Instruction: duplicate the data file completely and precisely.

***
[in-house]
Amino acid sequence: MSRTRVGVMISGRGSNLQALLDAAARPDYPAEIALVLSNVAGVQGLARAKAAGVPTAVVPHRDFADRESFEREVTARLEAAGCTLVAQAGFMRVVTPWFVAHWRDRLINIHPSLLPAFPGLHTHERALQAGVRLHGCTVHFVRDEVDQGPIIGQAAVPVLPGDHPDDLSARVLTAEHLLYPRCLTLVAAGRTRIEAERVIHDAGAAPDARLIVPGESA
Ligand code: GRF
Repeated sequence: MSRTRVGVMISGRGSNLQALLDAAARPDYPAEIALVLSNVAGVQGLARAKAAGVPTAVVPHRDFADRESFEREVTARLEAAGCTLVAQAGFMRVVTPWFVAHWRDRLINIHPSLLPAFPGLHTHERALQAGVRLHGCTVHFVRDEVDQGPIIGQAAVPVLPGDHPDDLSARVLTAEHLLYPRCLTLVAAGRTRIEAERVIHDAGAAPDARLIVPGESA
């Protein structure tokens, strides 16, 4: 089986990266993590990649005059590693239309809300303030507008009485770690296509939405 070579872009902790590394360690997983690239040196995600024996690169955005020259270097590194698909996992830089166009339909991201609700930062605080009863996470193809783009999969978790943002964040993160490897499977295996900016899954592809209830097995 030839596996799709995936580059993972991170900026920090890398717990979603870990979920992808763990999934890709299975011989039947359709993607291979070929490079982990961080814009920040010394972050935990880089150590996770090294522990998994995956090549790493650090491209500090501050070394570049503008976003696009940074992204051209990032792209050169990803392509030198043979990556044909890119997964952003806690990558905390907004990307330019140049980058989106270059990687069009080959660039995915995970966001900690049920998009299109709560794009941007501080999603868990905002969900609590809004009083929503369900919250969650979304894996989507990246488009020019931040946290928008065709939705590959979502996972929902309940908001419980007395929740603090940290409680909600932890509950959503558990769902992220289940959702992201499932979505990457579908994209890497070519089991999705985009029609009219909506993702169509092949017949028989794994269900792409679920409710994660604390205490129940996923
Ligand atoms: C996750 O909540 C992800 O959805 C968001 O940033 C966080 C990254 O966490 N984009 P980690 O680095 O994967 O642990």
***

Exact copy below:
[in-house]
Amino acid sequence: MSRTRVGVMISGRGSNLQALLDAAARPDYPAEIALVLSNVAGVQGLARAKAAGVPTAVVPHRDFADRESFEREVTARLEAAGCTLVAQAGFMRVVTPWFVAHWRDRLINIHPSLLPAFPGLHTHERALQAGVRLHGCTVHFVRDEVDQGPIIGQAAVPVLPGDHPDDLSARVLTAEHLLYPRCLTLVAAGRTRIEAERVIHDAGAAPDARLIVPGESA
Ligand code: GRF
Repeated sequence: MSRTRVGVMISGRGSNLQALLDAAARPDYPAEIALVLSNVAGVQGLARAKAAGVPTAVVPHRDFADRESFEREVTARLEAAGCTLVAQAGFMRVVTPWFVAHWRDRLINIHPSLLPAFPGLHTHERALQAGVRLHGCTVHFVRDEVDQGPIIGQAAVPVLPGDHPDDLSARVLTAEHLLYPRCLTLVAAGRTRIEAERVIHDAGAAPDARLIVPGESA
């Protein structure tokens, strides 16, 4: 089986990266993590990649005059590693239309809300303030507008009485770690296509939405 070579872009902790590394360690997983690239040196995600024996690169955005020259270097590194698909996992830089166009339909991201609700930062605080009863996470193809783009999969978790943002964040993160490897499977295996900016899954592809209830097995 030839596996799709995936580059993972991170900026920090890398717990979603870990979920992808763990999934890709299975011989039947359709993607291979070929490079982990961080814009920040010394972050935990880089150590996770090294522990998994995956090549790493650090491209500090501050070394570049503008976003696009940074992204051209990032792209050169990803392509030198043979990556044909890119997964952003806690990558905390907004990307330019140049980058989106270059990687069009080959660039995915995970966001900690049920998009299109709560794009941007501080999603868990905002969900609590809004009083929503369900919250969650979304894996989507990246488009020019931040946290928008065709939705590959979502996972929902309940908001419980007395929740603090940290409680909600932890509950959503558990769902992220289940959702992201499932979505990457579908994209890497070519089991999705985009029609009219909506993702169509092949017949028989794994269900792409679920409710994660604390205490129940996923
Ligand atoms: C996750 O909540 C992800 O959805 C968001 O940033 C966080 C990254 O966490 N984009 P980690 O680095 O994967 O642990």